Monday, June 17, 2024

USAID calls for disaster-resilient ICT infrastructure in Indo-Pacific

The US Agency for International Development’s Better Access and Connectivity project (USAID-BEACON) held a webinar last Sept. 7 to discuss how the Indo-Pacific can improve its ICT infrastructure’s security, resilience, and disaster preparedness.

“Despite the demonstrated need for high quality, affordable connectivity for all, the rising frequency and severity of natural disasters — particularly in the Indo-Pacific — makes both our people and the critical communication lifelines they depend on more vulnerable, particularly in small island and developing states,” said US ambassador to the Philippines Erica Barks-Ruggles during the virtual event.

Barks-Ruggles pointed out that businesses of all sizes survived the pandemic by going digital while education could only continue when it went online. Where schools could not pivot, Barks-Ruggles observed that learners were delayed by a year and female students were disproportionately affected by this learning gap.

Moreover, the worsening climate crisis heightens the need for ICT. “Resilient digital connectivity forms a lifeline in disasters, allowing us to contact loved ones, coordinate response, and enabling communities to address their own needs more quickly,” Barks-Ruggles stressed.

The webinar underscored a collaborative, multi-stakeholder approach to solving these problems and set an example by inviting experts from the public sector, the private sector, civil society, and international organizations to share their perspectives.

Stephanie Siy, deputy director for field and impact programs at global nonprofit NetHope, agreed that digital transformation would be key to developing the region’s capacity to withstand disasters.

Siy showed that large-scale disasters are happening once every decade instead of every century, so funding for humanitarian organizations is falling short of the growing crises.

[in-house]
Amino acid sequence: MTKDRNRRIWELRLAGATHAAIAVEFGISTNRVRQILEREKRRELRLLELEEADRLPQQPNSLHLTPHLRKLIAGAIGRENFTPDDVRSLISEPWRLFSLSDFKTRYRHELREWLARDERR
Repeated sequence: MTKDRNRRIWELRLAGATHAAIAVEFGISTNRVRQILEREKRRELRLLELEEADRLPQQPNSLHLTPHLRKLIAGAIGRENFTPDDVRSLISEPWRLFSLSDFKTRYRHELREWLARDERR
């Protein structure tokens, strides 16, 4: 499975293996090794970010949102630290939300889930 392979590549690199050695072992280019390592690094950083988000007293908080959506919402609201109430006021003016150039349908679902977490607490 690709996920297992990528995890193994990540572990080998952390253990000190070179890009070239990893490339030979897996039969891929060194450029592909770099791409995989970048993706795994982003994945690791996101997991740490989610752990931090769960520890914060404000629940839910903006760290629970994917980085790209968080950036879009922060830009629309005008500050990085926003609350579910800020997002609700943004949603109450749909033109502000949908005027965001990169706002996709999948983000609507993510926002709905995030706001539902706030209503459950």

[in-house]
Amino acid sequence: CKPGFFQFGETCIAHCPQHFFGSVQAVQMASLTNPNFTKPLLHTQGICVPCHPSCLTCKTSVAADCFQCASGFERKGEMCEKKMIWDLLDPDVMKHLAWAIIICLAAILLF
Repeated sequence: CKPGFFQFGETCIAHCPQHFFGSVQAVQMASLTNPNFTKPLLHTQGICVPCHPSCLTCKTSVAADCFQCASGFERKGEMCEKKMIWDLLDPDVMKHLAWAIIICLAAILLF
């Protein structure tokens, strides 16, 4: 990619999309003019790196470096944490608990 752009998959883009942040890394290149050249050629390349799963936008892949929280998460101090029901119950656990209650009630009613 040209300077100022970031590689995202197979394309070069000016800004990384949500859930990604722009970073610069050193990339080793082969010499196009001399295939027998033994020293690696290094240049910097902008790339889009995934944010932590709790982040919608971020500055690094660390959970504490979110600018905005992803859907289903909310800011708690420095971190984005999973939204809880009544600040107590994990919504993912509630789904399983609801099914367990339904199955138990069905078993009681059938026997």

“We need technology and digital transformation to be precise, so that humanitarian funding can go further so we can do more with less,” Siy said emphatically.

The speakers also emphasized providing solutions fit for each location and disaster.

Joel Myhre, senior disaster management specialist at the Pacific Disaster Center, noted that “misplaced tech isn’t going to solve the problem.”

The Pacific Disaster Center has already built custom disaster alert applications for Southeast Asian nations, including the Philippines.

Matthew Johannessen, Amazon Web Services (AWS) global social impact senior manager, added that tech solutions should attempt to work with existing systems, which can help disaster response efforts work more efficiently and securely as well as bring down costs.

“It’s important when we think about resilience to continue building and leverage all the technologies that are available… We focus on developing new solutions that customers can incorporate into their disaster response efforts and testing it in real world environments.” Johannessen explained.

Other organizations are assist countries in setting up their context-specific disaster preparedness plans.

Ria Sen, United Nations technology resilience and risk management specialist in its emergency telecommunication cluster, laid out how their group helps regions assess both their resilience as well as recovery equipment and capabilities.

Their recently released tool, the emergency telecoms ROI model, enables organizations to input cost estimates and immediately view how much they can expect in return from their investments.

“This type of tool is very handy for making decisions for public sector as well as for civil society and for our fellow UN agency colleagues and humanitarian partners… to see really where does preparedness pay,” Sen remarked.

Lastly, Crispian Wong, senior manager in public policy consultancy firm at Access Partnership, spotlighted the essential role played by policy makers on this issue.

“We will need a very receptive and supportive licensing and regulatory framework that does not [limit] any technology, because every technology has its role to play in building a resilient connectivity. It’s for policy makers to be able to encourage innovation,” Wong said.

Barks-Ruggles ended her speech by affirming that “the US is focused on doing our part to close the digital divide and connect the unconnected.”

“To that critical end, we are committed to engaging resources and partnerships that can help achieve meaningful and universal connectivity. Such partnerships are critical because no single entity and no single country can achieve such ambitions goals alone,” Barks-Ruggles declared.

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